Re: Vergé de France “A lot of fountain pen users balk at laid paper but I’m not one of them. I love the stuff and I particularly love to use a very fine nib on it. Oddly enough, using a fat, smooth nib makes it feel more unpleasant. Better to tip toe through rocks than walk with flat bare feet on top of them. It’s more than that, however. I actually like the tactile feedback of the sharp nib on the laid lines (the narrow ridges on the paper). It’s part of the process. I equate it with the way many people prefer old mechanical keyboards over the membrane keyboards. I’ve tried to capture the lines in the picture here.”
Bonnie Jean Woolger wrote: “Over all, great paper for pencil drawing and letter writing” See more on her blog.
Vicki wrote: “Of these three papers, I liked the Clairefontaine Triomphe the best for flex nib fountain pen writing with a variety of inks and pens. None of the three papers had any problems with feathering or soak through. The ivory color and texture of the G. Lalo Verge de France just isn’t my thing, even though the paper performed very well. I like the weight of the Clairefontaine GraF it paper but not the “sketch pad” finish of it. The brightness of it, however, really makes some of my lighter ink colors pop. I would probably buy it to play with.”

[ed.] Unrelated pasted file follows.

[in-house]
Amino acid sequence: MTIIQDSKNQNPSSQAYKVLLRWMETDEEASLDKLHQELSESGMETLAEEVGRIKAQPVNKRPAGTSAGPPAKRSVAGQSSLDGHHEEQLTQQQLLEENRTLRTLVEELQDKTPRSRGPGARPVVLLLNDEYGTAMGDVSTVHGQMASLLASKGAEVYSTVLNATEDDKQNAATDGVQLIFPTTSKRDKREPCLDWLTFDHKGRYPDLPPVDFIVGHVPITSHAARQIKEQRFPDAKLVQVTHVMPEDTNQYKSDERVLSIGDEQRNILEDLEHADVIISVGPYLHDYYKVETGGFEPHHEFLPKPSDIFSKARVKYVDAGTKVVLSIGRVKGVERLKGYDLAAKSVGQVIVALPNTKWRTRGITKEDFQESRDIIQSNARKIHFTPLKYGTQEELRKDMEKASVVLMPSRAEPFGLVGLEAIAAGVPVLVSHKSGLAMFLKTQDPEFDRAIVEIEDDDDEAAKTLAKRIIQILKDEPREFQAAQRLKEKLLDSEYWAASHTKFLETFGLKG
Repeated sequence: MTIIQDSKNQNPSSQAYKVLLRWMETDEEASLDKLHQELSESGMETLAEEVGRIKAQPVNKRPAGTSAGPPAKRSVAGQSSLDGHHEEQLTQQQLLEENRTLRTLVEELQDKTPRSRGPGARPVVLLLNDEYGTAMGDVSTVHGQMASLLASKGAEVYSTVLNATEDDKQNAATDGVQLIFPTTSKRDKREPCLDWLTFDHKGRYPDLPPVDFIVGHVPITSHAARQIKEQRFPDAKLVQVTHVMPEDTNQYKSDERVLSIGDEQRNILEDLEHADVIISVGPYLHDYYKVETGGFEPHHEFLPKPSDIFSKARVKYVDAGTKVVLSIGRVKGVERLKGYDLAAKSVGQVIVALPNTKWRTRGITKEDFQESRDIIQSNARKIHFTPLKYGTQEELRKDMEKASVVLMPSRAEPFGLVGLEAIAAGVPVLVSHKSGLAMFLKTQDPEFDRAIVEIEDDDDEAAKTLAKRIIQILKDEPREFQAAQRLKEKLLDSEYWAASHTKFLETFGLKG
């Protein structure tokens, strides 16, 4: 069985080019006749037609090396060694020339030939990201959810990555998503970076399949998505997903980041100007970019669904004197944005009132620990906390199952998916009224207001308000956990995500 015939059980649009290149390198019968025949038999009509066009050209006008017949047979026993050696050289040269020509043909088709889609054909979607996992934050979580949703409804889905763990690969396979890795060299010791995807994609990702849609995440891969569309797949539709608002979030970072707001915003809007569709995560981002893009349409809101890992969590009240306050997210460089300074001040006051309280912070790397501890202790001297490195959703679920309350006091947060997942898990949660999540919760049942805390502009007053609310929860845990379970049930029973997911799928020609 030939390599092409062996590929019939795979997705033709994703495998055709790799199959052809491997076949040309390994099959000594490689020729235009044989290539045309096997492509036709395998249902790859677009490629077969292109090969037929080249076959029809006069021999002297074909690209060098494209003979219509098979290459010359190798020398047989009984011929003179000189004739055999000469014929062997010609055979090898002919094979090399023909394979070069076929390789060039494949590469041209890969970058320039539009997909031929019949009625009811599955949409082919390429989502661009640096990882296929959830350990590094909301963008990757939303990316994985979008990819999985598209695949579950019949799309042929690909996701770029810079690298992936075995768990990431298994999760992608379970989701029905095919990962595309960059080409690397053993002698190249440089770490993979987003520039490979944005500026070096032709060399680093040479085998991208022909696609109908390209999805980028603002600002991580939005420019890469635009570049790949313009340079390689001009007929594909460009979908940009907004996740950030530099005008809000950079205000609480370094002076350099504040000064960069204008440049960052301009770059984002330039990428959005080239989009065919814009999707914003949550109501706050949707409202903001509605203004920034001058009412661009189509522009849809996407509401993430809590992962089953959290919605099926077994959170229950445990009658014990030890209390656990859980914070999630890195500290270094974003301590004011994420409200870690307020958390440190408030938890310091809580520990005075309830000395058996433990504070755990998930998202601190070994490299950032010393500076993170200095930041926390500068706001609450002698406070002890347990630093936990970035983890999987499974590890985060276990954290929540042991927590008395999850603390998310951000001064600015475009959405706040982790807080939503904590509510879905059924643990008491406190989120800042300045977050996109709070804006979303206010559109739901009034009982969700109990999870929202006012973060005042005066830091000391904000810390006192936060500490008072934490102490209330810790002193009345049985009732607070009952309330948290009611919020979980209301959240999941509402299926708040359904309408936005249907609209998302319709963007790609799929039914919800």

Tony Thomas wrote: “I inked up some of my favorite fountain pens and also pulled out a pencil for this test. Pens/pencil used were: Pilot Metropolitan Fine w/Noodler’s Black, TWSBI Vac 700 (.8 Nemosine Stub nib) w/Waterman Serenity Blue, Lamy Studio EF w/diluted PR Chocolat, Lamy Vista (1.1 stub) w/Noodler’s Black and a Pentel Kerry Mechanical Pencil with .7 HB lead.